Demeter was quite close to her daughter, and they are connecting in almost all places of worship. The story of Persephone’s kidnapping by Hades, and her time in the underworld runs parallel to her mother’s fearful search for her. It could be said that Persephone was known as two very different goddesses – daughter of Demeter and wife of Hades.

READ MORE: Hades Family Tree: A Family of Hades, Greek God of the Dead

Who Stole Persephone from Her Mother?

While playing with friends, Persephone was raped and kidnapped by Hades, the Greek god of the underworld. “The Rape of Persephone” is one of the most-repeated stories in both Greek and Roman mythology. The majority of the story used here comes from the Homeric Hymn to Demeter, while some aspects also come from “The Library of History” by Diodorus Siculus.

Persephone was with the daughters of Oceanus, one of the Greek Titans, “gathering flowers over a soft meadow,” when the earth opened up and appeared Hades, riding his chariot of immortal horses. He “caught her up reluctant on his golden car and bare her away lamenting […] she cried out shrilly with her voice, calling upon her father, the Son of Cronus, who is most high and excellent. But no one, either of the deathless gods or of mortal men, heard her voice…”

Why Was Persephone Kidnapped?

There is no explicit mention of why Hades decided to abduct Persephone, and no stories relate his interest in the same way they do Zeus and his lovers. However, later parts of the story relate that Hades made a real effort to keep her in the underworld.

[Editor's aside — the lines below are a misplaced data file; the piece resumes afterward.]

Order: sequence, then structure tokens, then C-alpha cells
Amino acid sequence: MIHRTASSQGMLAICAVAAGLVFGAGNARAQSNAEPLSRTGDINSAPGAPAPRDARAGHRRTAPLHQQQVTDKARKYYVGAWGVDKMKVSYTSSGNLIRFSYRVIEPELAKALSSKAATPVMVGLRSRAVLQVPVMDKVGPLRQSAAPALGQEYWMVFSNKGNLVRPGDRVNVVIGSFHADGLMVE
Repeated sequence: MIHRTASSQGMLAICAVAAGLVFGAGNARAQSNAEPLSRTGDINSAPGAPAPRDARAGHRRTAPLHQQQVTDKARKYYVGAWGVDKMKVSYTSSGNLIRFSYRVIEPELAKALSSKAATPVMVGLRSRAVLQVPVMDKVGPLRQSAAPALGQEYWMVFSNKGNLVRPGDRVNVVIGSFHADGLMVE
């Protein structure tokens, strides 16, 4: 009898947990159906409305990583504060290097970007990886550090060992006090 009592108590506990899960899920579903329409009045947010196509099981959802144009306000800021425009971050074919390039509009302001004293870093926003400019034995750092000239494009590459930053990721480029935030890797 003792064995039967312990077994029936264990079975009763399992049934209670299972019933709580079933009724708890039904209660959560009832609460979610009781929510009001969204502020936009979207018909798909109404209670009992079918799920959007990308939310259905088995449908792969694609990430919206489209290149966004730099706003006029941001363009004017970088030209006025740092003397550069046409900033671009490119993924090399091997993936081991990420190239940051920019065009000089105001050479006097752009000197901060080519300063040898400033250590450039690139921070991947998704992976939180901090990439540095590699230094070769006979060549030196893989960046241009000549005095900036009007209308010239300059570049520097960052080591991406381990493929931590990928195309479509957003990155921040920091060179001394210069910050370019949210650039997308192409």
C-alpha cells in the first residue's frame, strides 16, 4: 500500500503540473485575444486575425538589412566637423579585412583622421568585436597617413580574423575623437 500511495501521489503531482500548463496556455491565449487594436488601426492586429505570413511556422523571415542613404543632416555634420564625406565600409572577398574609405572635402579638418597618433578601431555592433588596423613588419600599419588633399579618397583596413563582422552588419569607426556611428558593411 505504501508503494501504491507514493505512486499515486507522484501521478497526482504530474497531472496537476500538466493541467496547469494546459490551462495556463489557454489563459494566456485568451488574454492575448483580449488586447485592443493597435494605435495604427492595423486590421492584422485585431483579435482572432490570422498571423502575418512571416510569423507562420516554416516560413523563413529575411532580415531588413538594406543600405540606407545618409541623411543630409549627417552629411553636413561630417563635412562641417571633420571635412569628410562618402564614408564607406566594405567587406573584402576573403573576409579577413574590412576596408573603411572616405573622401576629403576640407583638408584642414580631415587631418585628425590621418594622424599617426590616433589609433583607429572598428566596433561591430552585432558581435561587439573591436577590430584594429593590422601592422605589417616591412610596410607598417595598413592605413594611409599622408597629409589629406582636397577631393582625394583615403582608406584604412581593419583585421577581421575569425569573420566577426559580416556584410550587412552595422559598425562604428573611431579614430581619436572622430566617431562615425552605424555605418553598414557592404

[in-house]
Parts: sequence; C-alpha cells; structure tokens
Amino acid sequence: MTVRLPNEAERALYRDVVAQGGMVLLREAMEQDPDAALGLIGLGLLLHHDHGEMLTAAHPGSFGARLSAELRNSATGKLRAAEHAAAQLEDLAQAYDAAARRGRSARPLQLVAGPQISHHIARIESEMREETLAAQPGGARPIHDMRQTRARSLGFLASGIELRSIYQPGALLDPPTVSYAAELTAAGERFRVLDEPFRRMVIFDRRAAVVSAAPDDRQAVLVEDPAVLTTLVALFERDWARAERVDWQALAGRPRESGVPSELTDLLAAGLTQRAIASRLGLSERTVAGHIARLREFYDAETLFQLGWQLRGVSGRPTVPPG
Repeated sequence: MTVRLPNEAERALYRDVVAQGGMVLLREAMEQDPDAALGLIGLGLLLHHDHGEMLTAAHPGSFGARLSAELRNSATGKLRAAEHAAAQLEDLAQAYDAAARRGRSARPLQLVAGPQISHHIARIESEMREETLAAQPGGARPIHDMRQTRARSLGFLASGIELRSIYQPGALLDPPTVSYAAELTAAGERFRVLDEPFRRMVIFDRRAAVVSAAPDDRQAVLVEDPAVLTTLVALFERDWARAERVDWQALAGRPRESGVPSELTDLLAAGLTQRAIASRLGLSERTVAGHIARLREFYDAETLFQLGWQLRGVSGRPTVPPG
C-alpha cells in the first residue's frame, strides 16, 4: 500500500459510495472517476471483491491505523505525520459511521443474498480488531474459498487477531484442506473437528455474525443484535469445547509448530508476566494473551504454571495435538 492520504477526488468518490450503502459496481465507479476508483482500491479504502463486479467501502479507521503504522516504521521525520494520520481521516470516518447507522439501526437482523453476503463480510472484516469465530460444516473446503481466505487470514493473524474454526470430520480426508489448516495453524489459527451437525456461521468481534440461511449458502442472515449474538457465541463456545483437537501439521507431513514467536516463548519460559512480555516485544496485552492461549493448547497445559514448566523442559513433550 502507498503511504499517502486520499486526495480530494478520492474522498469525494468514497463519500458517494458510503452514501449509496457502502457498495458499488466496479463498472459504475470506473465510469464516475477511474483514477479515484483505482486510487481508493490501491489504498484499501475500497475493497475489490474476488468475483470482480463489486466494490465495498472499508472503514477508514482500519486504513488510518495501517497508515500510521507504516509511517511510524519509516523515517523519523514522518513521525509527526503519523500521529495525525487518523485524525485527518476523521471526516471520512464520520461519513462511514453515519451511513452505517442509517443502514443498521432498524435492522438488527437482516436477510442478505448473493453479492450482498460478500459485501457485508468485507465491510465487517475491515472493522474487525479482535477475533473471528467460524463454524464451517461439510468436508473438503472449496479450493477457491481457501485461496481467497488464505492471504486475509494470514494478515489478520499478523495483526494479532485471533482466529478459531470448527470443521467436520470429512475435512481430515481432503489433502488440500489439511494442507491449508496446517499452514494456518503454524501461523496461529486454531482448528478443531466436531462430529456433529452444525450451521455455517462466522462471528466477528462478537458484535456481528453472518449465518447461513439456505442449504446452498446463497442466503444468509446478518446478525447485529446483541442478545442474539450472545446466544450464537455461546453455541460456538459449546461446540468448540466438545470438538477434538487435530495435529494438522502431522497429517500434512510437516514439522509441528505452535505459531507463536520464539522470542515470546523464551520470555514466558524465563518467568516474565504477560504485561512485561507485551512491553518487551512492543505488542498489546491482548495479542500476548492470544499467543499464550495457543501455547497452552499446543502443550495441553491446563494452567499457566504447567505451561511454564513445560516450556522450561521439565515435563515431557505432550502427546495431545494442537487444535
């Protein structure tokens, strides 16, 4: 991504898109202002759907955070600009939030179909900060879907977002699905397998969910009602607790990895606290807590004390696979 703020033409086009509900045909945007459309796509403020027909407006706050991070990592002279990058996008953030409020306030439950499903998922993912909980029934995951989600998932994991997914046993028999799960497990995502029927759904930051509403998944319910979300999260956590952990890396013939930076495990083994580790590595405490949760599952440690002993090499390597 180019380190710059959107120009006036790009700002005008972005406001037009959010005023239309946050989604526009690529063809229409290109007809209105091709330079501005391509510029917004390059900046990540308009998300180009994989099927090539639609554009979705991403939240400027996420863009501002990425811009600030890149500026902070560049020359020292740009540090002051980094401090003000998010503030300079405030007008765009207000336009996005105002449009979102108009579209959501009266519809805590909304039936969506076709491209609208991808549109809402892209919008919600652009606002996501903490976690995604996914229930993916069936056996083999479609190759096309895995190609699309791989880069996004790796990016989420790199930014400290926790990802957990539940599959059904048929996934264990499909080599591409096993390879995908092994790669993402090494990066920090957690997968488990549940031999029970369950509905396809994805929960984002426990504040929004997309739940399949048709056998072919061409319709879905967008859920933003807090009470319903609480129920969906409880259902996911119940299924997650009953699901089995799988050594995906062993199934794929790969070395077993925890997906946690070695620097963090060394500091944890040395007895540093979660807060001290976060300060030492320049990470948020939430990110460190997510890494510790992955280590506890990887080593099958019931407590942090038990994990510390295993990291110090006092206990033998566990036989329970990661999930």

In fact, Hades seemed to be quite fond of Persephone. In one passage, he says, “While you are here, you shall rule all that lives and moves and shall have the greatest rights among the deathless gods: those who defraud you and do not appease your power with offerings, reverently performing rites and paying fit gifts, shall be punished for evermore.”

How Did Persephone’s Mother Find Her?

When Demeter heard that her daughter had been taken by the god of the underworld, she flew into a panicked rage. For nine days, Demeter searched the earth in a frenzy, leaving famine and drought in her wake. “Because of the sweet odor of the flowers growing [in the meadow], trained hunting dogs [were] unable to hold the trail, because their natural sense of smell is balked.”

It was Helios, the Greek sun god, who ultimately was able to enlighten the goddess – Zeus had permitted his brother to take the young woman as his wife. In Helios’ mind, this was a good thing for Persephone. Hades ruled over a third of the universe, and Persephone would never have held such a position of power without him.